Thursday, January 03, 2013

Under-reported Texas environmental developments

-- Dallas billionaire Harold Simmons was fined some pocket change (to him) for making illegal campaign contributions to Texas legislators on behalf of his nuclear waste management PAC.

The committee — WCS-Texas Solutions PAC – made $64,500 in unauthorized political donations to Texas lawmakers in late 2011. The problem was that the PAC didn’t qualify as a legal PAC. The law requires that PACs have at least 10 contributors. The WCS PAC had only one — Simmons, who deposited $100,000 and then dispensed money to favored political candidates. Waste Control Specialists operates a nuclear-waste dump in West Texas. Had Simmons, who heads the company, made the donations directly in his own name, it would have been okay. But the 10-contributor law is aimed at making sure big donors don’t try to disguise their giving by doing so through a political committee.

For someone who gives as much money as Simmons does -- at $16.5 million, he was the third-largest contributor to the Mitt Romney campaign, behind Sheldon Adelson and Bob Perry -- this is positively ignorant. As Craig McDonald, the director of Texans for Public Justice noted...

“Let’s all pray Simmons takes more care in handling atomic waste than he does in handling his campaign contributions.”

-- The Exxon Mobil employees locally who oversee the pipeline in Montana, the one that leaked oil into the Yellowstone River last summer, apparently fell asleep on the job.

Delays in Exxon Mobil Corp.’s response to a major pipeline break beneath Montana’s Yellowstone River made the spill far worse than it otherwise would have been, federal regulators said.

Department of Transportation investigators examining the spill said pipeline controllers in Houston could have reduced the volume of the 1,500-barrel spill by about two-thirds if they isolated the rupture as soon as problems emerged.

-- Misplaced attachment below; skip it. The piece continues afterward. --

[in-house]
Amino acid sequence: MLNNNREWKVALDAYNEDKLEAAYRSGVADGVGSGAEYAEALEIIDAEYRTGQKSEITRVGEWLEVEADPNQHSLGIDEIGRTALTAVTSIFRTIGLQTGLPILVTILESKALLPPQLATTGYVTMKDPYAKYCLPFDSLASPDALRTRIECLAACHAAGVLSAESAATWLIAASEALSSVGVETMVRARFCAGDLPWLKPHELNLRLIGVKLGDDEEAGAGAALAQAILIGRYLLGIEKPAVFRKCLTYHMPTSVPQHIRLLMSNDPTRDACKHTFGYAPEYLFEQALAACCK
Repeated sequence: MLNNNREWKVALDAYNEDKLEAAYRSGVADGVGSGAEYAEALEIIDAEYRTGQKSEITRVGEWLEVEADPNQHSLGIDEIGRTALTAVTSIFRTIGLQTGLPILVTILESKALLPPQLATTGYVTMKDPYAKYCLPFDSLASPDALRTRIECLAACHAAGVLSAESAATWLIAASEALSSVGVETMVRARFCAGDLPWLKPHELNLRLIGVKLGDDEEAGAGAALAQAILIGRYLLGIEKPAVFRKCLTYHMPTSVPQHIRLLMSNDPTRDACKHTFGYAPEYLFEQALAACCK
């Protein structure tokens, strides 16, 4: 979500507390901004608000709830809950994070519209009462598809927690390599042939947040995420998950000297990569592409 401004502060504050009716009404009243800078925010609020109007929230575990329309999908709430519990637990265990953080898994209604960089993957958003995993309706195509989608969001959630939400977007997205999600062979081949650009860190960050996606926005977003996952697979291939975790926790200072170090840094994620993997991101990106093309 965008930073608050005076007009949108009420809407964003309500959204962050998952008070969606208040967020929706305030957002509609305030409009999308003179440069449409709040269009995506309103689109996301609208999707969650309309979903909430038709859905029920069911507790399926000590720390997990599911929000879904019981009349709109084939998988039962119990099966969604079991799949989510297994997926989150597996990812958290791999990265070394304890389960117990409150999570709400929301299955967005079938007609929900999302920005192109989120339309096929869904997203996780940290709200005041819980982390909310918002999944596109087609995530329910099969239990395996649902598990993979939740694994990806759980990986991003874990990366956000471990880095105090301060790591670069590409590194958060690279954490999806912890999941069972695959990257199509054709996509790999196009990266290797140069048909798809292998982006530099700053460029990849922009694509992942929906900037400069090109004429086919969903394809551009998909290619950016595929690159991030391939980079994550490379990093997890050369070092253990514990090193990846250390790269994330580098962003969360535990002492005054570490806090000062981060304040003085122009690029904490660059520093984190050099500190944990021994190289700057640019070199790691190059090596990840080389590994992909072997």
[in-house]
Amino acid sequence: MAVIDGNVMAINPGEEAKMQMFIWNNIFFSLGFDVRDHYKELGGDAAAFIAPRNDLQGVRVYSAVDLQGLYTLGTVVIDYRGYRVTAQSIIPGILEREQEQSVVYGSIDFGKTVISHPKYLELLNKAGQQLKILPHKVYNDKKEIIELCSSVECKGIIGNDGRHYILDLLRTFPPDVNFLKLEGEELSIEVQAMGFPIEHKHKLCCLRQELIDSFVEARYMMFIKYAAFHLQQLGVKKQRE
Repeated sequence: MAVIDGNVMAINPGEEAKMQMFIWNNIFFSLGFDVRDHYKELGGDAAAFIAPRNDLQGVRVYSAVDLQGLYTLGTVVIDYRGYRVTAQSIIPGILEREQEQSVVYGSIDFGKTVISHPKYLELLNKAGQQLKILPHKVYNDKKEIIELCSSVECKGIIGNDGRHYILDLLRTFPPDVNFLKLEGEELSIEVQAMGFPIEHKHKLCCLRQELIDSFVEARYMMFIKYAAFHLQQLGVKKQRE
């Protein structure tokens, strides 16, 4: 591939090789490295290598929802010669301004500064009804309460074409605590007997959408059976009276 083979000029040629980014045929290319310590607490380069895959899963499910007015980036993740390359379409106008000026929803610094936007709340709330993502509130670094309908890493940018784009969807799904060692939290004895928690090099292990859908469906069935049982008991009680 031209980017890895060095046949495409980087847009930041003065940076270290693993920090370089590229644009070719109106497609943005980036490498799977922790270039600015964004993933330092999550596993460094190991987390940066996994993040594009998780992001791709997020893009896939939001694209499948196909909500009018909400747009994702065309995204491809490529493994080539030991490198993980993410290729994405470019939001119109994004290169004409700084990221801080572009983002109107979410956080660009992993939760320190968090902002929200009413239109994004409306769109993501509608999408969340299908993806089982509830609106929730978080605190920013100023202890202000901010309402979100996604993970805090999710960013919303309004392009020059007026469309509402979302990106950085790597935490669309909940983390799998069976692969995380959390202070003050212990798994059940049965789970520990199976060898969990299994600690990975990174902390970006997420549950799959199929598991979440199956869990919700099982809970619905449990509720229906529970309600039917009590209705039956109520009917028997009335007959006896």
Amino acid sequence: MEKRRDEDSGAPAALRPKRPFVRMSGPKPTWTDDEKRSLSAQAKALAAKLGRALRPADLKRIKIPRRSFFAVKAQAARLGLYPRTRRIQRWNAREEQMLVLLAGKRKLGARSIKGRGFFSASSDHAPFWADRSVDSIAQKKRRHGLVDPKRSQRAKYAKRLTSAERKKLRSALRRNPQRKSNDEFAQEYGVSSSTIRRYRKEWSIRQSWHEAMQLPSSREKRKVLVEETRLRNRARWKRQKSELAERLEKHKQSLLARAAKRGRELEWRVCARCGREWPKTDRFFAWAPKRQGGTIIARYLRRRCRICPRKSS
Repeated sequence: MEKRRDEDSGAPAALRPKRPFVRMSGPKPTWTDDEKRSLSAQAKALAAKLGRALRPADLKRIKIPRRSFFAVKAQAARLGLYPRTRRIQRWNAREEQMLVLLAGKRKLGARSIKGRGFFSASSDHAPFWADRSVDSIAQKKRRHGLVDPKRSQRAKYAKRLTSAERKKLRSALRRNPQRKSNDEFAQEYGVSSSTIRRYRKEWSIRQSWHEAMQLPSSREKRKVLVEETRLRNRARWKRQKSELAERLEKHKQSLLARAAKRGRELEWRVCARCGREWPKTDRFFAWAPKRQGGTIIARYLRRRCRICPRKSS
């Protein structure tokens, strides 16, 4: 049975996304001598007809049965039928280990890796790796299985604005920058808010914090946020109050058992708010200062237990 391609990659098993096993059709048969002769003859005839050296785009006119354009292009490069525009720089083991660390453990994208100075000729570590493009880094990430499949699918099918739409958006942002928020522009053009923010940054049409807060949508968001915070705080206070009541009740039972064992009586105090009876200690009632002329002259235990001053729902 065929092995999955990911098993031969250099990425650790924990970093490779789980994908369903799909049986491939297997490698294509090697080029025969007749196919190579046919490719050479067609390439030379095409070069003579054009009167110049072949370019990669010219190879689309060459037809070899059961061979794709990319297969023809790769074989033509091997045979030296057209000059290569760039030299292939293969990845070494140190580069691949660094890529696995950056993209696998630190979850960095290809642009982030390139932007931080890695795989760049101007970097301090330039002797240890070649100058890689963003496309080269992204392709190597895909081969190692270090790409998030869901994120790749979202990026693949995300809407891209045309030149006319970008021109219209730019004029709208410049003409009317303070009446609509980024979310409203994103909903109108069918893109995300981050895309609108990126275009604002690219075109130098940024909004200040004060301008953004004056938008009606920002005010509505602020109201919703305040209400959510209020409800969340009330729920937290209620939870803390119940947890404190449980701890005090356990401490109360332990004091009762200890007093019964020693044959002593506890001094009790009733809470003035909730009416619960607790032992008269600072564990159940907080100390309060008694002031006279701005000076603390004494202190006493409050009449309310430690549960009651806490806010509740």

Instead, crude drained from the severed, 12-inch pipeline for another 46 minutes before a remote control valve near the river was finally closed.

The July 1, 2011, spill fouled 70 miles of the riverbank along the scenic Yellowstone.

Does everybody understand now why there is so much opposition to the Keystone XL? I suppose the best response from conservative radicals would have to be: "Pipelines don't kill people".

-- After Shell's Arctic drill ship broke loose from its tugboat and beached itself on an Alaskan coastline, the Internet meme-ists sprung the trap. Again.

A hoax website mounted by environmental activists to highlight the dangers of Arctic drilling and mock Shell’s search for oil in the region is getting fresh attention in the wake of the grounding of one of the oil company’s Kulluk rig near Alaska.

The arcticready.com website — designed to look exactly just like Shell Oil Co.’s real website — is welcoming a surge of traffic as people take to the Internet to search for more information about the Kulluk. Only most of them don’t know it’s a spoof.

Yes, it was so good it fooled other environmental activists...and an NPR affiliate.

For instance, one environmentalist emailed a quote attributed to Shell but pulled from the site to reporters Tuesday night before issuing a mea culpa few minutes later.

On Wednesday morning, a radio host on the NPR station KUOW in Seattle quoted directly from the site and attributed these comments to Shell:

“No oil company has ever operated in an environment as extreme as the Arctic, let alone with heritage equipment—yet that’s exactly the sort of challenge that makes the Arctic so appealing to many of us at Shell. On the slight chance that something does go wrong, Shell’s spill cleanup plan is second to none. No one has yet fully determined how to clean up an oil spill in pack ice or broken ice—but that too is exactly the sort of challenge we love.”

Classic. Here's a picture, courtesy EcoWatch, of the Greenpeace billboards connected to the effort opposing Arctic drilling that appeared in Houston last summer.


Flickr has a few more.

Update: It turns out that Shell was trying to move the drilling rig before the end of the year -- in the dead of the Alaskan winter -- in order to avoid paying Alaskan taxes on it. They remain liable for the taxes (because it grounded on New Year's Eve), and now also for a multi-million dollar rescue operation. And if it starts leaking oil...

1 comment:

Zachery d Taylor said...

Neither Simmons or Exxon Mobil or anyone else can get away with this indefinitely; the only question is how much damage they will be allowed to do before people remove their heads from the sand and do something.